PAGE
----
As a researcher in industry, let me first emphasize to you that "industry" is a much broader set of organizations and varies a lot more than most people realize. Thus, the answer to your question may depend quite a bit on the specifics of the company that you are at.
That said, however, in most cases a key animating idea for researchers in industry is a notion that often goes by a name like "customer focus": i.e., who will care about the results of this investigation?
Sometimes this is pretty straightforward (e.g., "if widget-making is 5% more efficient, then profit margins on widgets go up), but in other cases the relation is much more abstract or indirect (e.g., some prior work I did on potential programming languages for quantum computers that don't currently exist, but where the funder wanted to see how thinking about this might affect their goals for other research projects).
In all cases, however, you always have to be aware that somebody is paying the funds to support your salary and the salaries of your team, and they are giving you that money because they want some benefit to come from your research. This is true in academia as well, but professors are typically more insulated from it because their salaries are generally mostly supported by teaching---and even graduate students can be supported by TAships. If you're being paid to teach and expected to do research on the side, then it doesn't really matter what you're researching in the short term---but you will have more impact if you work on more important problems.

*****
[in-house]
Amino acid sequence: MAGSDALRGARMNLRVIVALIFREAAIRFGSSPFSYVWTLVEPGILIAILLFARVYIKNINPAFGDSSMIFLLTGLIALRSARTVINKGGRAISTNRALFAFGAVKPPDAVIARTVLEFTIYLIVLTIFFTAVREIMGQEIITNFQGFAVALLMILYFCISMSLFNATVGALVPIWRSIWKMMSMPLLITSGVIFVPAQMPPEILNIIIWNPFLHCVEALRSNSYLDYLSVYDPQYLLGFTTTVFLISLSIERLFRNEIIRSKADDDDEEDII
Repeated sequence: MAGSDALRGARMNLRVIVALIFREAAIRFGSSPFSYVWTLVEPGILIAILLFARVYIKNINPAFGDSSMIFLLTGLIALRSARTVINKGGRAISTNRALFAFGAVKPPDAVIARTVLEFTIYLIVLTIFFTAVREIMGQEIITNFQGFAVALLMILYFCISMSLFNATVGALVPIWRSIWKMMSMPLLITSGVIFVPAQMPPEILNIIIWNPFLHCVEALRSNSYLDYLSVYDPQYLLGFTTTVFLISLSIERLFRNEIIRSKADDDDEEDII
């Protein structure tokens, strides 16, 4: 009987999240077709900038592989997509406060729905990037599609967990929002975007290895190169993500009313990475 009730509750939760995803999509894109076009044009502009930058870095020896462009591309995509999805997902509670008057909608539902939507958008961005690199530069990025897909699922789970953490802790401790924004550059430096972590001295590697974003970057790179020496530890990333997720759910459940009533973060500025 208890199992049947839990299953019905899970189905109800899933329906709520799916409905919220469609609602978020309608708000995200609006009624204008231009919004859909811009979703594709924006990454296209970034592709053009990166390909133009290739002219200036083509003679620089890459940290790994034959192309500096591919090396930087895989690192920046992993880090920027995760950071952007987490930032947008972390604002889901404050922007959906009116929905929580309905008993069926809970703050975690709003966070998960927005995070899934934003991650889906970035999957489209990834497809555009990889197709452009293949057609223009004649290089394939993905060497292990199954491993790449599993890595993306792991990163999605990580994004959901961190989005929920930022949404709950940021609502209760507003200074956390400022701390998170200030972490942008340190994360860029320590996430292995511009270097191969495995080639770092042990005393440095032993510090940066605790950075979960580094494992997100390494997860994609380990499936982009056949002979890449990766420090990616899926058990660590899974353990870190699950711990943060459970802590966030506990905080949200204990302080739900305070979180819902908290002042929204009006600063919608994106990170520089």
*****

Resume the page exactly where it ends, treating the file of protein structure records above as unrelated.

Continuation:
So, to the heart your question: how do you actually go about doing that?
I recommend starting by trying to be aware that at all times there is a "frontier" of research problems that you could be working on. Whenever you do a piece of work, you are choosing to prioritize one piece of that frontier over others. Notice this fact and ask yourself questions like:
- Why did I choose this problem over those other ones?
- How will solving this problem affect the other problems on my frontier?
- Who else cares about the solution to this problem?
There can be lots of reasonable answers to these questions, but starting to ask them can be extremely helping in moving to a more conscious evaluation of your research choices and whether they're actually moving you in the direction that you want to go in your career.
For more thoughts and suggestions along these lines, I would recommend the following resources:
- "You and Your Research" by Richard Hamming, a long-time industrial researcher at Bell Labs.
- My own talk on "Surviving Life as a Researcher"